Seminar: Zero-Shot (Human-AI) Coordination (in Hanabi) and Ridge Rider

SpeakerJakob Foerster
AffiliationFacebook
DateFriday, 15 Jan 2021
Time16:00 - 17:00
LocationZoom
Event seriesDeepMind/ELLIS CSML Seminar Series
Description

https://ucl.zoom.us/j/99166798620
Abstract:
In recent years we have seen fast progress on a number of zero-sum benchmark problems in AI, e.g. Go, Poker and Dota. In contrast, success in the real world requires humans to collaborate and communicate with others, in settings that are, at least partially, cooperative. Recently, the card game Hanabi has been established as a new benchmark environment to fill this gap. In particular, Hanabi is interesting to humans since it is entirely focused on theory of mind, i.e., the ability to reason over the intentions, beliefs and point of view of other agents when observing their actions. This is particularly important in applications such as communication, assistive technologies and autonomous driving.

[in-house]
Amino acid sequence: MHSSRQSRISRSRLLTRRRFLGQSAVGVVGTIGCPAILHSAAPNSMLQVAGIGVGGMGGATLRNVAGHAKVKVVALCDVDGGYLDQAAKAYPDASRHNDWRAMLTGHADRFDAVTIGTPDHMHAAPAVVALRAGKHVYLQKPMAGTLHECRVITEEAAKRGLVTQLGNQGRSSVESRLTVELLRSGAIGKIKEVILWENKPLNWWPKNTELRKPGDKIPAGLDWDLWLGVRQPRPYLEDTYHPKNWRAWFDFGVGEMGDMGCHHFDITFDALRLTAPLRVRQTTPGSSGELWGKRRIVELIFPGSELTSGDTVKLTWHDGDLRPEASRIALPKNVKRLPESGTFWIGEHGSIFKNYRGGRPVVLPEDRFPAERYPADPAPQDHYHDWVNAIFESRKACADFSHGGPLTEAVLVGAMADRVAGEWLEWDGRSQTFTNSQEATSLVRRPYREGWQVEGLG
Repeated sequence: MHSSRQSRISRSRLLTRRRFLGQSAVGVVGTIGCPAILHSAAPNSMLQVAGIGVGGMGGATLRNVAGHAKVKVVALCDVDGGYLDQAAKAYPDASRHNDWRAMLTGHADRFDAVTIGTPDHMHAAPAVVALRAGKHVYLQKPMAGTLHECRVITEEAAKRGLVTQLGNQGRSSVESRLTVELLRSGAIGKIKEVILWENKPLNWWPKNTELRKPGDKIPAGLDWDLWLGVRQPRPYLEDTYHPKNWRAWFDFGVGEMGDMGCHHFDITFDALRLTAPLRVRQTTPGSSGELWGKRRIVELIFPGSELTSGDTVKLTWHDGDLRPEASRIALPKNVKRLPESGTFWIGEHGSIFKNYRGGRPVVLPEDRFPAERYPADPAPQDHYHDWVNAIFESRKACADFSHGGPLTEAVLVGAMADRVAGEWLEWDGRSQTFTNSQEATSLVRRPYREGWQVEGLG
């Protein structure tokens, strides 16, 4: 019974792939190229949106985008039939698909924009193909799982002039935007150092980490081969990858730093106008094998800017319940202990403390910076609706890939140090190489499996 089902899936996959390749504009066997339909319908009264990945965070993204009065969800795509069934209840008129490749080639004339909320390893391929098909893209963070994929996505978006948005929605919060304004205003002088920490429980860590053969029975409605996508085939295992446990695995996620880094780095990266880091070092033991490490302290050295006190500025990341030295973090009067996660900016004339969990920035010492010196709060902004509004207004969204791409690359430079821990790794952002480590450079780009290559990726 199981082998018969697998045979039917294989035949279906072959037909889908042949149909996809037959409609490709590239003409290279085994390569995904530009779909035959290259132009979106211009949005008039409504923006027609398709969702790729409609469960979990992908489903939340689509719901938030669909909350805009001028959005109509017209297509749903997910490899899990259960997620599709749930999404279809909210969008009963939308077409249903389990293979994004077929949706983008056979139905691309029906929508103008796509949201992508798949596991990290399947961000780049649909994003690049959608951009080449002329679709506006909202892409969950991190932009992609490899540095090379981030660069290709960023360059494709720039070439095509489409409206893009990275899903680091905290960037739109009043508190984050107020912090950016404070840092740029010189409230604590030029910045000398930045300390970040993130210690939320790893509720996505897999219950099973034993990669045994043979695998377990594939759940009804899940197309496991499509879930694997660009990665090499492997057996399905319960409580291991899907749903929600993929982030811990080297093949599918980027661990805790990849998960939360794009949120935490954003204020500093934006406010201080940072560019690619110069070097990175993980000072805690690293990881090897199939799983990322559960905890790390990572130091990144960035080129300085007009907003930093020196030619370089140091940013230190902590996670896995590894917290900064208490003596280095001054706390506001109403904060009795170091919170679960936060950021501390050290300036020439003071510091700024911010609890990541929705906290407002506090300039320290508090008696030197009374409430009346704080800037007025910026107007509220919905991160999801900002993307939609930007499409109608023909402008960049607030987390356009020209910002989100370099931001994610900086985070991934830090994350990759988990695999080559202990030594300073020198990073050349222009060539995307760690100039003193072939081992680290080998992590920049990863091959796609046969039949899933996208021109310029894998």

We start out by introducing the zero-shot coordination setting as a new frontier for multi-agent research, which is partially addressed by Other-Play, a novel learning algorithm which biases learning towards more human compatible policies.
Lastly we introduce Ridge Rider, our brand new algorithm which addresses both zero-shot coordination and other optimization problems where the objective we care about can by definition not be evaluated during training time.

Bio:
Jakob Foerster (Facebook AI Research / University of Toronto & Vector Institute (incoming))
Jakob Foerster received a CIFAR AI chair in 2019 and is starting as an Assistant Professor at the University of Toronto and the Vector Institute in the academic year 20/21. During his PhD at the University of Oxford, he helped bring deep multi-agent reinforcement learning to the forefront of AI research and interned at Google Brain, OpenAI, and DeepMind. He has since been working as a research scientist at Facebook AI Research in California, where he will continue advancing the field up to his move to Toronto. He was the lead organizer of the first Emergent Communication (EmeCom) workshop at NeurIPS in 2017, which he has helped organize ever since.

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